Mistakes were made. The buck stops here. I take responsibility for my decisions. I just won't specify precisely which decisions.
Wednesday was a day when two politicians facing allegations of lavish expenses responded with declarations of responsibility so vague they seemed nothing like a mea culpa. This has become a peculiarly political formula: taking credit for taking responsibility without actually talking about what you did wrong.
Alison Redford, the former Alberta premier, said goodbye to the provincial legislature with an open letter published in newspaper that declared "mistakes were made" but so completely avoided specifics about them as to make the whole thing passive-aggressive.
There was no mention of the $45,000 trip to South Africa, the plan to build a penthouse office, or her alleged penchant for flying solo on government planes. Instead, she expressed a hope that Alberta would move beyond parochial politics to a bolder vision.
Meanwhile, in Brampton, Mayor Susan Fennell was also thinking on a higher plane. Presumably that's why she spent $220 of city money on mobile-phone IQ quizzes, which was one little faux pas among the tens of thousands in expenses that breached city rules, or left auditors questioning.
A Deloitte audit found $120,000 spent on expensive flight passes, stays in luxury rooms, and a business-class trip to London, England. It also found some odd things that weren't necessarily violations of the rules, like the mayor receiving a car allowance but also paying a $45,000-a-year contract for a limousine service.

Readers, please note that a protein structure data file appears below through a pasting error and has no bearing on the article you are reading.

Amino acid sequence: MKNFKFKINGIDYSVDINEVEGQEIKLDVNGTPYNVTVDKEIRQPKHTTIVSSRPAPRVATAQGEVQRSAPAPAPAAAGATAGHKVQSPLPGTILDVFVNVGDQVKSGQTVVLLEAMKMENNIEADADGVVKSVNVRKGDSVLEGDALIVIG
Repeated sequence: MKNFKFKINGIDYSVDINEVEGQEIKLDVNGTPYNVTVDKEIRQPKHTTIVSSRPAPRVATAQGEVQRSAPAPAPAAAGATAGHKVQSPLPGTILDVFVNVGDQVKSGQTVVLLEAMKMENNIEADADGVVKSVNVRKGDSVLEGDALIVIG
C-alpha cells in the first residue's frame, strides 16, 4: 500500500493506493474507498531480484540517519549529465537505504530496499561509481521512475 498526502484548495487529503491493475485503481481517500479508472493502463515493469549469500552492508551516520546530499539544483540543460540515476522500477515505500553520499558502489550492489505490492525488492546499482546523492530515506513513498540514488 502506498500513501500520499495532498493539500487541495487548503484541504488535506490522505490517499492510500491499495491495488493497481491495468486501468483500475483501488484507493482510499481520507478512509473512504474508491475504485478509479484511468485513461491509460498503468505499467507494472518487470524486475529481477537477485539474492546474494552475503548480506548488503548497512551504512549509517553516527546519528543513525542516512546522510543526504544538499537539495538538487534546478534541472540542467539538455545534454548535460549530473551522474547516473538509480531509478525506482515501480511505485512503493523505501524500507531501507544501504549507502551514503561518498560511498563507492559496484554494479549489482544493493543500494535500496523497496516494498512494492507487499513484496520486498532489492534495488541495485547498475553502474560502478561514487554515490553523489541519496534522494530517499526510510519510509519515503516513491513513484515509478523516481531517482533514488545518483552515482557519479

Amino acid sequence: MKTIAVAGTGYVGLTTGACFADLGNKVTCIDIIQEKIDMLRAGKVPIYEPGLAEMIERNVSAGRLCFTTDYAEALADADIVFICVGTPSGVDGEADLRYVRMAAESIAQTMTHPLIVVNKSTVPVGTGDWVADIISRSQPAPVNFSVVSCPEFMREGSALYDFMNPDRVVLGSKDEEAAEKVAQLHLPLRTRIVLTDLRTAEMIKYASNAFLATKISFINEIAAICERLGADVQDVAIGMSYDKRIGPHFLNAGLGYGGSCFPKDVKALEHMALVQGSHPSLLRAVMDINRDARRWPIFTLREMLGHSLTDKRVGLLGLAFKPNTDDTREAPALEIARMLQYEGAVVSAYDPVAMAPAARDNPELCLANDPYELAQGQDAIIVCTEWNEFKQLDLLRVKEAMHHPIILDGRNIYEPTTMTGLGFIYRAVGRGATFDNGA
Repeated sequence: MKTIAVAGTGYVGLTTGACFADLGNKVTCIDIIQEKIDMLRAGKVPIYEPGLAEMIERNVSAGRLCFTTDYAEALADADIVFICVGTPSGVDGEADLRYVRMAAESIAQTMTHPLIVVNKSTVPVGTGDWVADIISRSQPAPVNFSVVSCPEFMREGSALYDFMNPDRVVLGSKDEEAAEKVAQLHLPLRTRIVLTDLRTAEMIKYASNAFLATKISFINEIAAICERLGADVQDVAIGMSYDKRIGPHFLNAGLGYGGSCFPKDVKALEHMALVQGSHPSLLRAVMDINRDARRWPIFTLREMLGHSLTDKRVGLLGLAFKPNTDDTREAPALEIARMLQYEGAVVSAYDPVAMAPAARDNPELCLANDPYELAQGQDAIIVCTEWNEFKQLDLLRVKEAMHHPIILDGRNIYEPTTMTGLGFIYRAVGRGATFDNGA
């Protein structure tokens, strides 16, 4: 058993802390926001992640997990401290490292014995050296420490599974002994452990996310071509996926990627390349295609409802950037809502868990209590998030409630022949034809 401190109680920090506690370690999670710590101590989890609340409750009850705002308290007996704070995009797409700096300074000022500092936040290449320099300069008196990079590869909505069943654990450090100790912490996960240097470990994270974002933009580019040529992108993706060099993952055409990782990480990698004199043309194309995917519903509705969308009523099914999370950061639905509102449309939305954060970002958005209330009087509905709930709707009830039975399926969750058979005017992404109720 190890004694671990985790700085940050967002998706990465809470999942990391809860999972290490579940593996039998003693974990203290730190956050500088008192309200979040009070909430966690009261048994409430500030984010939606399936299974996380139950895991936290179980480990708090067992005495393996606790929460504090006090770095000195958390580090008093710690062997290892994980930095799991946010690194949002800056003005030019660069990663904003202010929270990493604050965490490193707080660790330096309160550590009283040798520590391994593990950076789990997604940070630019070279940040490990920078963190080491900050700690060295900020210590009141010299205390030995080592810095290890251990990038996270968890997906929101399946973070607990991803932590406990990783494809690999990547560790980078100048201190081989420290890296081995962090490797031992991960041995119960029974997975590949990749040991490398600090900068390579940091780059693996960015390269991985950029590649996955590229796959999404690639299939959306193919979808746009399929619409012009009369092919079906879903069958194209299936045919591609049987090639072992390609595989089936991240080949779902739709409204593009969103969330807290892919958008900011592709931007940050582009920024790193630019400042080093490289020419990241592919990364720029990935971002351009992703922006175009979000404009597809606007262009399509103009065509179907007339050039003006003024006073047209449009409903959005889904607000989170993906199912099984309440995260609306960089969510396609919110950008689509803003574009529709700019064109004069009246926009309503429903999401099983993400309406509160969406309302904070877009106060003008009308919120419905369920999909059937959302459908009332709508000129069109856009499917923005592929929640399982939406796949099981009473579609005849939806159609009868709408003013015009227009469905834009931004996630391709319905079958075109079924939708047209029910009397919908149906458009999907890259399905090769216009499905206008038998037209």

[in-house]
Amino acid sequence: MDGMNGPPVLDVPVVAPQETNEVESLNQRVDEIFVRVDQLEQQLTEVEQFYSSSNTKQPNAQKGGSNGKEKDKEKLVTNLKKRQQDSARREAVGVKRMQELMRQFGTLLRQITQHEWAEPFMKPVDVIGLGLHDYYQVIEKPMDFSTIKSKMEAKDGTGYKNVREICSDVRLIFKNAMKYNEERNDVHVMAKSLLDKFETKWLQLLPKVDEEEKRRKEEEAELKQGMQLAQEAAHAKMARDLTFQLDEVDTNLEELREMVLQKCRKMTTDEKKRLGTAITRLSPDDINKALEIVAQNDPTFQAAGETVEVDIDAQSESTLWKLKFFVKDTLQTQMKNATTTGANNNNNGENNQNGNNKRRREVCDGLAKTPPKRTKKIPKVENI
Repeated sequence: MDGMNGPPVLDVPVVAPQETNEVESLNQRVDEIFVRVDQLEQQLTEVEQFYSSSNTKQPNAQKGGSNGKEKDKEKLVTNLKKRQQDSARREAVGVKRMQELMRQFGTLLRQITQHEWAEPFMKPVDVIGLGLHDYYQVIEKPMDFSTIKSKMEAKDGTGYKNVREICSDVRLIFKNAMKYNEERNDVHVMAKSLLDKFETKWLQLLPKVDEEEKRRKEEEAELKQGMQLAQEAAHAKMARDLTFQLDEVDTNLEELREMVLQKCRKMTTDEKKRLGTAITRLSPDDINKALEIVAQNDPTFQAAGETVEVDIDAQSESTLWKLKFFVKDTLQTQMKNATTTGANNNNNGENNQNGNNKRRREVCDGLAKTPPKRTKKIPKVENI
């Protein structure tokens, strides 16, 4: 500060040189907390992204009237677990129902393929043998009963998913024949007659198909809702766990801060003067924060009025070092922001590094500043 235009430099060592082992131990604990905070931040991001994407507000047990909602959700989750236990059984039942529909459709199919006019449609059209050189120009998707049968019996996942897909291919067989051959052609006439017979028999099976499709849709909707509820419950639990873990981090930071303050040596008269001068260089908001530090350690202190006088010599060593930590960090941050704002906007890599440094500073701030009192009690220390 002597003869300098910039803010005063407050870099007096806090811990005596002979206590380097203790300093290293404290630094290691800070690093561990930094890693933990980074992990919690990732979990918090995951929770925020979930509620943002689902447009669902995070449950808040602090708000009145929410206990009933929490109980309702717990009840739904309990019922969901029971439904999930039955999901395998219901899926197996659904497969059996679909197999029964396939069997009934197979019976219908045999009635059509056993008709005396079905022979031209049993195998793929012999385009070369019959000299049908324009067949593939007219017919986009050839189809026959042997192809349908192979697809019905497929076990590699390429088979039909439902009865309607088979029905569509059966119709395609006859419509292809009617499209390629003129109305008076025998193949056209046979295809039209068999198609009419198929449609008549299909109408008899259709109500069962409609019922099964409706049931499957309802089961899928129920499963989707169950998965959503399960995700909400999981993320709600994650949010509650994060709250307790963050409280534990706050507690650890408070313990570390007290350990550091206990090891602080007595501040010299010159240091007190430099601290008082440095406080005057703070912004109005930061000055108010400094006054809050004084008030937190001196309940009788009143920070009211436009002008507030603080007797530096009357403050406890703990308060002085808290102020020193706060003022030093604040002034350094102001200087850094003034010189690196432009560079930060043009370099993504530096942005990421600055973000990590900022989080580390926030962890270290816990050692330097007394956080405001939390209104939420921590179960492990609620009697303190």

"I accept responsibility for all that I do as Mayor of Brampton, positive and less positive," Ms. Fennell said in a statement. "If there are changes that need to be made, I will make them."
Well, that settles it then. If, after thinking it over, the less positive actually needs to be changed, she will change it. If. Of course, Ms. Fennell didn't actually acknowledge what's less positive, so who knows. She did list allegations reported by the Toronto Star that turned out to be inaccurate. She just didn't go into details on what she did wrong. But, she assures the good people of Brampton, she accepts responsibility.
Ms. Fennell even borrowed an old chestnut from Harry Truman: "the buck stops here." Which buck? Where? What exactly, is going to stop?
Perhaps neither feels that her expense transgressions merit the public pillorying they've received.
Ms. Fennell's mistakes, it's true, don't seem to fail the smell test as dismally as Kwikwetlem band chief Ron Giesbrecht's $800,000 bonus, and don't fail the legal test like London, Ont., mayor Joe Fontana's fraudulent $1,700 invoice-fiddle from the days when he was a Liberal cabinet minister.
And Ms. Redford, for her part, has already faced so much outrage, you can understand why she's had enough. It would be hard to blame her if she quietly disappeared.
But then she published an open resignation letter with those vague claims of accepting responsibility that suggested that she didn't really. What about those flights? She's never really said. She left the impression that some bad things somehow happened, because of somebody.
"I recognize that mistakes were made along the way," Ms. Redford wrote in a passive tense that obscures the question of who made them. "In hindsight, there were many things I would have done differently," she added. "That said, I accept responsibility for all the decisions I have made."
Of course, everyone's responsible for his or her decisions. Accepting responsibility, especially in a public declaration, starts with admitting which ones were your decisions. Identifying the bad ones is next.
For Ms. Redford, that's just part of the post-mortem now. She's left office. She just didn't provide closure. Maybe, in Brampton, Ms. Fennell can have another try. Neither has succeeded in taking responsibility.